I’m Still Not Sold on the Samsung Galaxy Fold
In one of the more unexpected occurrences during my time in Berlin for IFA 2019 earlier this month, I was able to get a hands-on demo with the Samsung Galaxy Fold in the City Cube building where the Korean manufacturer set up shop for the week. Immediately following Samsung’s press conference on Friday morning, I decided to stroll over to the Galaxy corner where, to my surprise, there was a queue set up for the Galaxy Fold.
You already know the backstory with this device: It was shipped out to reviewers in mid-April, but almost immediately there were reports of some serious flaws with the phone. Some reviewers inadvertently peeled off the protective layer of film that looked like a screen protector but was actually an integral part of the phone’s design. Other’s experienced dust getting under their screen, which resulted in malfunctioning displays. And still more were reporting random instances of screens just not working at all. All in all, Samsung decided to delay the launch of the phone, which was scheduled for the end of April, while it worked to correct those issues.
Then, in late July, Samsung announced that it had fixed those issues and would plan to bring the phone to market sometime in December—perfectly timed for something to happen at IFA. The fixes included extending that protective film beyond the bezel of the phone, reinforcing the hinges with extra plastic material in order to prevent dust from getting in, additional metal layers were put under the screen for added reinforcement to extend the life of the display, and more.
All of that said, after my hands-on demo with the product, I’m still not a fan of this first-gen foldable phone.
Three things stand out about this phone that make it just unfathomable why any consumer would want to adopt such a new, unproven technology at this point: the fold itself, the usability of the device, and the cost.
Starting with the latter, this is a $2,000 piece of equipment. In an era where consumers are balking at phones with price tags that are half that high, Samsung somehow believes that adding this magical folding screen will convince people to drop another cool grand for a phone that they’re just going to trade in in a year or two. For half that price, you could get another Samsung phone in the Galaxy Note 10 Plus that has comparable overall specs and an always-unfolded screen that’s just half an inch smaller.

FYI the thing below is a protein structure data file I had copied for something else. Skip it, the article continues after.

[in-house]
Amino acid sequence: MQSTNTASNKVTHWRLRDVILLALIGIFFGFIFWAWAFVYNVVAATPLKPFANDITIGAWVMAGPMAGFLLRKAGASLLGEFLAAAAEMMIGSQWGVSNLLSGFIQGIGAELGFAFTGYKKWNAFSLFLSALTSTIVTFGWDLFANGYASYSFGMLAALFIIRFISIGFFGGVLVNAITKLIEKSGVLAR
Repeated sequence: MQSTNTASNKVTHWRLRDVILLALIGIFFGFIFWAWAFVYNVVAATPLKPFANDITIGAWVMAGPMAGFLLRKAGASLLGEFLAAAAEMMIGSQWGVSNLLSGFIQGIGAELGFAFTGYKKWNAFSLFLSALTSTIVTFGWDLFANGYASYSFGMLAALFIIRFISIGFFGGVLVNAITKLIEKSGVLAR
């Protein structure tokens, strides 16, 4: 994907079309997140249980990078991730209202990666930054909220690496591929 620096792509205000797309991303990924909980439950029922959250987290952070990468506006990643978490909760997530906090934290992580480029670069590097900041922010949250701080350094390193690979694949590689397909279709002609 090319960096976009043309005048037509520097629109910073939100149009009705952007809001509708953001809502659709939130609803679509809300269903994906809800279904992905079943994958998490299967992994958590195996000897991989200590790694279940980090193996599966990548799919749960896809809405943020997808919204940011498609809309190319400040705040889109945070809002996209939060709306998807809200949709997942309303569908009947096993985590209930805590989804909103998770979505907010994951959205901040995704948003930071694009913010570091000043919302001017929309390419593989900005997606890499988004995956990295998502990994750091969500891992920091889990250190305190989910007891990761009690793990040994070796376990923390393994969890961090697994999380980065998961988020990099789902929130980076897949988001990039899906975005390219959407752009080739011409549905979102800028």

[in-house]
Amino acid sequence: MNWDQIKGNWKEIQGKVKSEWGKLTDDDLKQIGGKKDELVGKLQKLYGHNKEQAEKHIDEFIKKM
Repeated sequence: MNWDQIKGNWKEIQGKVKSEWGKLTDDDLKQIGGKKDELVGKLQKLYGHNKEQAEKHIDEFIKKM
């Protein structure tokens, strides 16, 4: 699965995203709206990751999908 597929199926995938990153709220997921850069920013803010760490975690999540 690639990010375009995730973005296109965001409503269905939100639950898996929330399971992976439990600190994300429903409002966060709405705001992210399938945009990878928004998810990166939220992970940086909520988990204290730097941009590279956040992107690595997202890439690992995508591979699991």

Diving deeper into the design of the phone, I just can’t get over how bad this thing looks when it’s folded up. The gap between the two sides of the phone closest to the hinge makes the design feel sloppy. It’s an OCD type of nightmare. And it only gets worse when you actually unfold the phone, which is how Samsung really wants you to use this device. When unfolded, the crease in the screen is very noticeable—and I’m not the only one who would tell you that. A recent review on CNET reported that, when watching videos on the device, the crease could sometimes be a distraction. The reviewer went on to explain that it was more noticeable under strong lighting conditions and when watching dark videos. So, if you just make sure to watch bright videos and movies in completely dark rooms you’re fine…
Even worse, though, in my own hands on experience with the Galaxy Fold, when looking at the screen, it almost appeared like there were ripples running across the surface when the phone was hit by light at certain angles. It was a little off putting and certainly not something I’d want to experience, no matter what the lighting conditions, when I’m spending $2,000 on a phone.
Another aspect of the design aesthetic that I can’t get over is the tall and slim design of the phone when it’s folded up, and that tiny outer screen. The same CNET reviewer noted that it was really not convenient to use that screen for anything other than checking notifications, changing your music, or taking phone calls. The smaller screen offers a worse representation of whatever photos you’re trying to take with the rear tri-camera system, but it may be better to take those with the phone folded up rather than looking like a goober trying to take photos with a 7-inch tablet.
The whole purpose of this device is to give the consumer the ability to unfold their otherwise normal-sized smartphone into this gorgeous large-screen tablet. But imagine using this thing while on the go. Do you anticipate walking the streets holding an open tablet? Or are you more likely to pull it out of your pocket or bag in order to check something quickly on the go, and then stow it away again? Placing greater emphasis on a stronger closed-up user experience should’ve been a must for Samsung. Instead, the smaller display seems like something of an afterthought, pushing the consumer to have to open the device, which might not be the most convenient thing to do in certain instances.
I understand the push to get foldable displays into the market, and there may eventually be some designs that work well for this concept in the smartphone form factor. But the Galaxy Fold isn’t it. It feels like more of a concept phone that was never really meant for a full-scale launch.
That said, the Samsung Galaxy Fold is already available in other global markets and will hit retail shelves in the U.S. on September 27.